C’MON, CROSBY

After leading the league with 44 goals in the regular season and the playoffs with 27 assists, there’s no doubting Crosby has another MVP season in him. Teammates and opponents always expect him to sharpen another skill, though he could just keep scoring goals better than anyone else.

“He was always, I think, a passer a little more – always looking for other guys,” Fleury said. “But he doesn’t have a crazy hard shot. It’s just how quick the release is. He’s skating, he’s looking around and the shot comes (from) any angle. His backhand is good too, probably as hard as anybody.”

BRIGHT LIGHTS ON BIG CITY

The Rangers added Shattenkirk, re-signed Brendan Smith and traded Derek Stepan to retool while goaltender Henrik Lundqvist is still in his prime. Across town, the Islanders are hoping to re-sign captain John Tavares before he can become a free agent next summer New York is where it’s at, and there’s no shortage of drama.

SUNRISE REDUX

Florida Panthers general manager Dale Tallon has gone to great lengths to undo some of the moves made in the summer of 2016 when he was shifted out of a position of power. Defenseman Jason Demers and forward Reilly Smith are gone, Bob Boughner is the new coach and big things are expected in South Florida.

“We’ve got to go in one direction and never look back,” winger Jonathan Huberdeau said. “That’s what we want to do, and Dale Tallon knows that. We want to build something with Bob and we’ll see what’s going to happen.”

 

Flames to receive NHL revenue sharing funds, says King

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Last week, the Flames stated they would no longer pursue a new arena in Calgary after two years of discussions with the city.

On Monday, Flames president and CEO Ken King said the organization is now receiving funds as part of the National Hockey League’s revenue sharing.

From CBC:

He said the team used to be among the top 10 revenue-earning teams in the NHL who, under the league’s revenue-sharing agreement, contribute funds to the lower-earning teams.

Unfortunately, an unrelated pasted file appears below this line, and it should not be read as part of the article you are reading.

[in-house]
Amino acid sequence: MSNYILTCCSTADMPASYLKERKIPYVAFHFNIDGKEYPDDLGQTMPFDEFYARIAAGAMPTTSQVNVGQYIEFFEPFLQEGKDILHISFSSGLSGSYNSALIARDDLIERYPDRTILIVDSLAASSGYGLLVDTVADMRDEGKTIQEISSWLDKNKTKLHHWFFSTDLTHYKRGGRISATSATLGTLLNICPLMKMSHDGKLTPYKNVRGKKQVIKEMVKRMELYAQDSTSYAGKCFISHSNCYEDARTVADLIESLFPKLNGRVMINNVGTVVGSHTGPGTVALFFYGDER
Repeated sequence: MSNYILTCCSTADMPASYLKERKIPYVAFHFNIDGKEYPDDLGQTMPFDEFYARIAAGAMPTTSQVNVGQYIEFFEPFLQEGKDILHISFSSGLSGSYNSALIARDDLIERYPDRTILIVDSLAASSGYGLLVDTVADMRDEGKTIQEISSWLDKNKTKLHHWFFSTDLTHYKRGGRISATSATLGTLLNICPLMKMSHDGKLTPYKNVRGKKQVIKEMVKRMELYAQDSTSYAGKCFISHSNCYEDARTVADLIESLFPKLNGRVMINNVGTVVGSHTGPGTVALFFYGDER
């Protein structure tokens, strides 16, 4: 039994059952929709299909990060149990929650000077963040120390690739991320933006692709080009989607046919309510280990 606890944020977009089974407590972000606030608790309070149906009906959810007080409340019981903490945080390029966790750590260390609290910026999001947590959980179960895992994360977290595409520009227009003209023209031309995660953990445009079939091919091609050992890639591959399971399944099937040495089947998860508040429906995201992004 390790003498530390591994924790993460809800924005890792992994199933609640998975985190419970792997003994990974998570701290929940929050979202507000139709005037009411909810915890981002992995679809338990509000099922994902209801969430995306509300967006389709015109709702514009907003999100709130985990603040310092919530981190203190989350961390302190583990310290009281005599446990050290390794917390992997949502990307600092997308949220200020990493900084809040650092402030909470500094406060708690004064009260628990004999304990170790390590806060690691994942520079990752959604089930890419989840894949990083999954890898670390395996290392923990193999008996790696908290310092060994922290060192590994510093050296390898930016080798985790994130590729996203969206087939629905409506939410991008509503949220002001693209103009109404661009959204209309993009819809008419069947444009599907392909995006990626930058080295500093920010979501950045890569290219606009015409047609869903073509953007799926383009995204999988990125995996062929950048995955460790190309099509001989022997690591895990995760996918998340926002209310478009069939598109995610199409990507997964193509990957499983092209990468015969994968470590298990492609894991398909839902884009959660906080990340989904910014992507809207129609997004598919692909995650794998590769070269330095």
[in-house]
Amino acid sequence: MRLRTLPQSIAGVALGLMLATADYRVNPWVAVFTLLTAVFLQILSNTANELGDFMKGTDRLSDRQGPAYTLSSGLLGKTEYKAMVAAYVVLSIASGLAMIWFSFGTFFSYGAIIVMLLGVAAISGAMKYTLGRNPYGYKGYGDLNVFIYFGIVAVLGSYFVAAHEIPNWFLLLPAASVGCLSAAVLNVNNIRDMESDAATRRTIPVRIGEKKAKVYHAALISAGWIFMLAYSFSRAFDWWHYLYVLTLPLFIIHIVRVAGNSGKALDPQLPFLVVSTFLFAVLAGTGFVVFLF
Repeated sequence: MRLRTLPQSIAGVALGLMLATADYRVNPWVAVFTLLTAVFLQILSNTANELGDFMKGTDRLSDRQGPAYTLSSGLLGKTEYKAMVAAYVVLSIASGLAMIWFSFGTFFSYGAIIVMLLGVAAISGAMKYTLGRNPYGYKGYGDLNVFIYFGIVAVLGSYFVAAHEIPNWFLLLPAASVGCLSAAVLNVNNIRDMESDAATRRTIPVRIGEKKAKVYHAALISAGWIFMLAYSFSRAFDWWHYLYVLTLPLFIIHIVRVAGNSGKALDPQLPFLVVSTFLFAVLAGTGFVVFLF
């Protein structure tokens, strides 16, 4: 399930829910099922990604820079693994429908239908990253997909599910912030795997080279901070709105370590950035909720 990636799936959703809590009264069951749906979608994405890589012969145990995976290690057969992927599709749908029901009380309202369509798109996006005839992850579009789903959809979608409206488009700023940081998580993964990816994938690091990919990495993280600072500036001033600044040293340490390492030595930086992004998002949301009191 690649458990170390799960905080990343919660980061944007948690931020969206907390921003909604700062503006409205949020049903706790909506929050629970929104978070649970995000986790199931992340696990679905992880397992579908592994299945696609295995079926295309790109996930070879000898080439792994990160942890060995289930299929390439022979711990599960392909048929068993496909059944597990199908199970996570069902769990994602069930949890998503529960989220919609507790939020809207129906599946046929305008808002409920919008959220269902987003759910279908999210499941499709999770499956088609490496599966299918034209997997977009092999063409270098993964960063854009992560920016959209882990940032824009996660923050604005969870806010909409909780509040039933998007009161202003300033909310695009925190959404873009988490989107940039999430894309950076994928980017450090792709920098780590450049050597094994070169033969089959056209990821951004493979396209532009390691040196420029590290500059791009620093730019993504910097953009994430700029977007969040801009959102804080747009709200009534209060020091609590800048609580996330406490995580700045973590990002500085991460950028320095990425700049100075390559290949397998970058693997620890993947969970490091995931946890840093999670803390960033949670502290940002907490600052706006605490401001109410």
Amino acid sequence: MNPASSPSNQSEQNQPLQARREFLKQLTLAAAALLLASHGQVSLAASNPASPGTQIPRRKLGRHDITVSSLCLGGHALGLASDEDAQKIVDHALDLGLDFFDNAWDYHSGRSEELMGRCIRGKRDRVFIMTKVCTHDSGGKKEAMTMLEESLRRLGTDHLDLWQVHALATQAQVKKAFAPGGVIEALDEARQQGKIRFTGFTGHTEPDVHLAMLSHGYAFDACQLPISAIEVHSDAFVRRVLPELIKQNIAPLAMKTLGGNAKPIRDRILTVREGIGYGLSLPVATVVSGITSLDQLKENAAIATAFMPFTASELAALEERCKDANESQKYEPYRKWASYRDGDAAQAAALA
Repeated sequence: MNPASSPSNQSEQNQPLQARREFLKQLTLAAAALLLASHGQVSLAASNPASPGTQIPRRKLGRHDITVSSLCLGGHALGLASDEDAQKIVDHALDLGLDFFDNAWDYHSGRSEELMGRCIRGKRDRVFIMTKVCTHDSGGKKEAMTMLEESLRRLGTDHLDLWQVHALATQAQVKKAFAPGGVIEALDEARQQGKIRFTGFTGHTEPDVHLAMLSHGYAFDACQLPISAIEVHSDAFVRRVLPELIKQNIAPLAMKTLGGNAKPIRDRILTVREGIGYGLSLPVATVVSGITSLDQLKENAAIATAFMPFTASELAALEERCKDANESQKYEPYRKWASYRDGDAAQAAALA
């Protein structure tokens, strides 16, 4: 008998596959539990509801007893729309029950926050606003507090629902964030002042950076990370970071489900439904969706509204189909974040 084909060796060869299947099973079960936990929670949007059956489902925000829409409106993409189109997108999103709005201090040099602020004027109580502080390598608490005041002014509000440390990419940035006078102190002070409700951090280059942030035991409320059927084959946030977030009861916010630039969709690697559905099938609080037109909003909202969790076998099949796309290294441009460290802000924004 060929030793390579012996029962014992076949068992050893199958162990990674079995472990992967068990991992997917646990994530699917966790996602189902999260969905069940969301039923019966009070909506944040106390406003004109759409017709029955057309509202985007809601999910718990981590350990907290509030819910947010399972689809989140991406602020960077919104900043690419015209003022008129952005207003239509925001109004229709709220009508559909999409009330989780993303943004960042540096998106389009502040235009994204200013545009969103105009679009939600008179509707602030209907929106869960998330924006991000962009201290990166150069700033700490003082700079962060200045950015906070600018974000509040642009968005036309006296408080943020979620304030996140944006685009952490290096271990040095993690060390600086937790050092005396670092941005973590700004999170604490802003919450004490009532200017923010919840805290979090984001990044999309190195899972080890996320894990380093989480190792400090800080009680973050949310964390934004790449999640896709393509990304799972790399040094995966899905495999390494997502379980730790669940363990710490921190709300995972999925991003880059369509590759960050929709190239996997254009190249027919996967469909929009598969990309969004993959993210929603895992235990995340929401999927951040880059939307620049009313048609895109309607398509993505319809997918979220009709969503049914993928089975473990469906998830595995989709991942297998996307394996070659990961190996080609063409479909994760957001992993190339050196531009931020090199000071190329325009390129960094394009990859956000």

“We have now crossed the line. We are now receivers. We’ll get a cheque this year. Isn’t that ridiculous, in this beautiful market?” he said.

“And I can say, sadly, that we have crossed one of the remedies off the list, and that is the new facility. I honestly do not know where that part of the story is going to end.”

He also stated that the organization’s decision to publicly state it will no longer pursue a new arena in Calgary was not political posturing.

The Flames currently play out of the Saddledome, which is 34 years old and has drawn criticism from the team, as well as NHL commissioner Gary Bettman.

Last week, the Flames released a report online and in local newspaper advertisements, saying they were prepared to contribute $275 million in funding toward a new arena. Calgary Mayor Naheed Nenshi responded, saying there were some “errors of omission” in what the Flames released.

NHL suspends Desjardins two preseason games for illegal check to the head

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The NHL’s Department of Player Safety has issued another two-game preseason suspension, this time to Andrew Desjardins of the New York Rangers.

The incident occurred during the first period of Saturday’s game between the Rangers and New Jersey Devils, as Desjardins delivered a hit to the head of Miles Wood.

Desjardins received a match penalty for an illegal check to the head, and a two-game preseason ban on Monday.

“Desjardins, looking to prevent Wood from cutting to the front of the net, steps in front of Wood and delivers a high hit, which makes the head the main point of contact on a hit where such head contact was avoidable,” stated the Department of Player Safety in a video explanation.

“It is important to note that Wood is eligible to be hit on this play, provided it is done in a legal manner. However, rather than taking an angle of approach that results in a legal, full-bodied check, Desjardins takes an angle of approach that picks Wood’s head, making it the main point of contact.”

The Rangers are in action right now versus the Philadelphia Flyers. They have one game remaining on their preseason schedule after tonight, as they take on the Flyers again tomorrow.

Desjardins was attending Rangers camp on a professional tryout.